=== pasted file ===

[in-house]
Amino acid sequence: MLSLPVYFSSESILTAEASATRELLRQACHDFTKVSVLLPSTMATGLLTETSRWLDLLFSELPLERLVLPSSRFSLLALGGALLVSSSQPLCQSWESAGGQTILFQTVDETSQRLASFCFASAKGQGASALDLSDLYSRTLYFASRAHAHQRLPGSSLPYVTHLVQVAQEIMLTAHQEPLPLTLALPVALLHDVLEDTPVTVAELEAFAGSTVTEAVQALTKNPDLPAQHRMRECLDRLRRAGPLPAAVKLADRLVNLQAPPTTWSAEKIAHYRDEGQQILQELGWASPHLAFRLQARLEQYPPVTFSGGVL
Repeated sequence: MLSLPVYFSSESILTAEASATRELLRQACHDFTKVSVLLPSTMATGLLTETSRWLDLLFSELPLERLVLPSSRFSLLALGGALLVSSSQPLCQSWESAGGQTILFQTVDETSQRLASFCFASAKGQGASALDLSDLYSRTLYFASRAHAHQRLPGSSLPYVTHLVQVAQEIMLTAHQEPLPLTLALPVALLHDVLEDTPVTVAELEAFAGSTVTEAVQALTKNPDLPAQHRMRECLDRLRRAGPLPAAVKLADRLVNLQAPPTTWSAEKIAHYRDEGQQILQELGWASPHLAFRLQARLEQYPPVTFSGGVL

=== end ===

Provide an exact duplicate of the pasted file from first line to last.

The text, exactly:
[in-house]
Amino acid sequence: MLSLPVYFSSESILTAEASATRELLRQACHDFTKVSVLLPSTMATGLLTETSRWLDLLFSELPLERLVLPSSRFSLLALGGALLVSSSQPLCQSWESAGGQTILFQTVDETSQRLASFCFASAKGQGASALDLSDLYSRTLYFASRAHAHQRLPGSSLPYVTHLVQVAQEIMLTAHQEPLPLTLALPVALLHDVLEDTPVTVAELEAFAGSTVTEAVQALTKNPDLPAQHRMRECLDRLRRAGPLPAAVKLADRLVNLQAPPTTWSAEKIAHYRDEGQQILQELGWASPHLAFRLQARLEQYPPVTFSGGVL
Repeated sequence: MLSLPVYFSSESILTAEASATRELLRQACHDFTKVSVLLPSTMATGLLTETSRWLDLLFSELPLERLVLPSSRFSLLALGGALLVSSSQPLCQSWESAGGQTILFQTVDETSQRLASFCFASAKGQGASALDLSDLYSRTLYFASRAHAHQRLPGSSLPYVTHLVQVAQEIMLTAHQEPLPLTLALPVALLHDVLEDTPVTVAELEAFAGSTVTEAVQALTKNPDLPAQHRMRECLDRLRRAGPLPAAVKLADRLVNLQAPPTTWSAEKIAHYRDEGQQILQELGWASPHLAFRLQARLEQYPPVTFSGGVL